trees line the hike to the top.

The area was the homeland of Cherokee people until white settlers moved into
the area in the 1800s.  In 1830 President Andrew Jackson signed the Indian
Removal Act that resulted in  Indigenous people being removed in what is now
known as the Trail of Tears. Thousands died of exposure and starvation
including more than 1?4 of the Cherokee. Nola Hadley, the  lecturer at Berkley
City College and part-Cherokee herself, had told me about this, and it was
obvious that she and other Cherokee I met still felt this loss keenly.

The air was very cold and misty as clouds swept up from below and covered
the forest.   We walked to the summit, a fairly steep climb, accompanied by
cheerful bird song ­ Dark-eyed Juncos.  On the way back we encountered the
only new bird of that trip ­ Chestnut-sided Warbler.

We hoped to see a black bear on this trip but that had to wait a few days,
until we visited  Cades Cove, the site of early settlement in the area.  We
first stopped to admire an Eastern Meadowlark, singing his heart out on a
fallen branch in a field, his fine butter-yellow breast almost glowing in
the late afternoon sun.  And then a Tufted Titmouse caught my eye as it
fossicked around the leaves of a nearby shrub.

I spotted the bear as we turned off the main road.  Even though a young
animal, he was still impressive.  He paused to sit on his haunches and look
at me - I have the photo to prove it.  My older semi-traditional sister
Esther is going to say ³that bear know you² when I show her the photo.
Bruno then went on his merry way, digging up roots with his immensely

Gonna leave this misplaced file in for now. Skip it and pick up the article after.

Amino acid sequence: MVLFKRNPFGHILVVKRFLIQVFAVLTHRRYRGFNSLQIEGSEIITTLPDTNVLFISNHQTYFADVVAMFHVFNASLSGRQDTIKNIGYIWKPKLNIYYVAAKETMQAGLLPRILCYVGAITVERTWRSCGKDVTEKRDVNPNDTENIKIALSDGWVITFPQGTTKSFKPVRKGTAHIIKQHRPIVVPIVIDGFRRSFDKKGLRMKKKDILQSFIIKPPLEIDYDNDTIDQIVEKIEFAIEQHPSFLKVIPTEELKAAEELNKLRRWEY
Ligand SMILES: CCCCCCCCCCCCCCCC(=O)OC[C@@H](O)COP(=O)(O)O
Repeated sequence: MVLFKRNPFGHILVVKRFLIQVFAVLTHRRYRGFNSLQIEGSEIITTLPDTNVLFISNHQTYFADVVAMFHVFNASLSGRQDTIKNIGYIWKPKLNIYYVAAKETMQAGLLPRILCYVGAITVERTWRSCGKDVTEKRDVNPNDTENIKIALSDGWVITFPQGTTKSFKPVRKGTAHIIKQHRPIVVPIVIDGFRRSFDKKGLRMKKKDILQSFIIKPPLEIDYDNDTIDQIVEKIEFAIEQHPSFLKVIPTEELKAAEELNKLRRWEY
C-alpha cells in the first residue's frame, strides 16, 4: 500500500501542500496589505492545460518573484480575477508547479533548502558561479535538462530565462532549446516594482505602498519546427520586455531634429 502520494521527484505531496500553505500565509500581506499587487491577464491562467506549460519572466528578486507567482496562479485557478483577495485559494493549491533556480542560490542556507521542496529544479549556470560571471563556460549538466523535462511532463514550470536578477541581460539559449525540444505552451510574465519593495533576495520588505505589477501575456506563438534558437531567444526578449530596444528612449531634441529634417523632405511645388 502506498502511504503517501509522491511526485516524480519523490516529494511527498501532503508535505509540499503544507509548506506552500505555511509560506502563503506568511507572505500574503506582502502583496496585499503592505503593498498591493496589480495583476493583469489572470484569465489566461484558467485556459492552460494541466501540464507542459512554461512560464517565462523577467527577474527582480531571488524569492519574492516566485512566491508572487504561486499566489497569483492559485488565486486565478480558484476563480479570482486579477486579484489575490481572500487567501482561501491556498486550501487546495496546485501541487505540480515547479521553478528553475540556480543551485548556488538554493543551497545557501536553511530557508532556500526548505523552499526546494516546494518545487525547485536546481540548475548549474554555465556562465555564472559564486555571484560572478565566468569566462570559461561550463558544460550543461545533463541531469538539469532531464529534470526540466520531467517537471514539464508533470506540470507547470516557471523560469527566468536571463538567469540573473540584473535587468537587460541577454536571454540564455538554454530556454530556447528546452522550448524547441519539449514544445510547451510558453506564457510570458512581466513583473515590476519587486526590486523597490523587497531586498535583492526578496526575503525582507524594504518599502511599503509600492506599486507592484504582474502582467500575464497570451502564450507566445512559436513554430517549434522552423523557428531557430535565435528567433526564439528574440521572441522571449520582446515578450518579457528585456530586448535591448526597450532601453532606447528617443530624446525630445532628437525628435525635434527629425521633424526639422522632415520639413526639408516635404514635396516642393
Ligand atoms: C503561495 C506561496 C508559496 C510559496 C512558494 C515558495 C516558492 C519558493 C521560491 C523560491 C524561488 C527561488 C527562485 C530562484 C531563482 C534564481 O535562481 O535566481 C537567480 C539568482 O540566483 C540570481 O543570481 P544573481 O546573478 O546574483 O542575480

powerful paws.
There were few other birds but we had excellent views of all of them ­ an
Eastern Kingbird, a Bluebird posing on a post, and a Tufted Titmouse busily
searching a bush for goodies. There we also had good views of a butterfly
we'd seen elsewhere (for instance, in LA), Gulf Fritillary, Agraulis
vanillae, another nymphalid.

The next morning we left on our way to Virginia.  Ellen drove me to the
turnoff in her little black sports car, and there we promised to meet again
as soon as possible.


The trip to Charlottesville, Virginia would have been uneventful, but for
the hundreds of trucks that filled the highway.  I thought Michael, a
history buff, might have wished to stop at the site of some of the great
battlefields, eg Lexington.  I certainly would have liked to have stopped to
look for warblers in the forests we passed. However, we had to be at the
Kluge-Ruhe Museum before 4 pm, and considering the traffic, he decided to
keep going, our only stop being for fuel and an uninspiring takeaway burger.

The Museum itself  is a grand little mansion set among rolling hills and
gardens. The security guard let us wander the neat little rooms, their walls
studded with Aboriginal art, until he was free to show us our accommodation,
a little white two-storey cottage attached to a brick silo.  The silo had
been built in the early 1800s and the house a little later.

The Kluge-Ruhe Museum displays one of the best collections of Australian
Indigenous art in the world.

Dr Edward L Ruhe, Professor of English at the University of Kansas, had
purchased much of the art when he came to Australia as a Fullbright scholar
in 1965.  John Kluge had bought the collection of  Aboriginal art after Dr
Ruhe¹s death, and also commissioned paintings himself (including from some
of my Kunwinjku relatives). The University of Virginia received the
collection as a gift from John Kluge in 1997. A mission of the museum is to
educate the American public about the art and culture of the Australian
Aboriginal people.

My invitation to speak came about when I sought permission from the curator,
Dr. Margo Smith, to use a painting of Mermaid Spirits, my dreaming, and
painted by a son, in my lectures.  Margo said many of their members knew a
lot about the art, but were keen to learn about Aboriginal people as fellow
human beings.

The next day I spent all morning preparing the lecture, but we had a little
time to go birding in the afternoon.  However, a stroll through the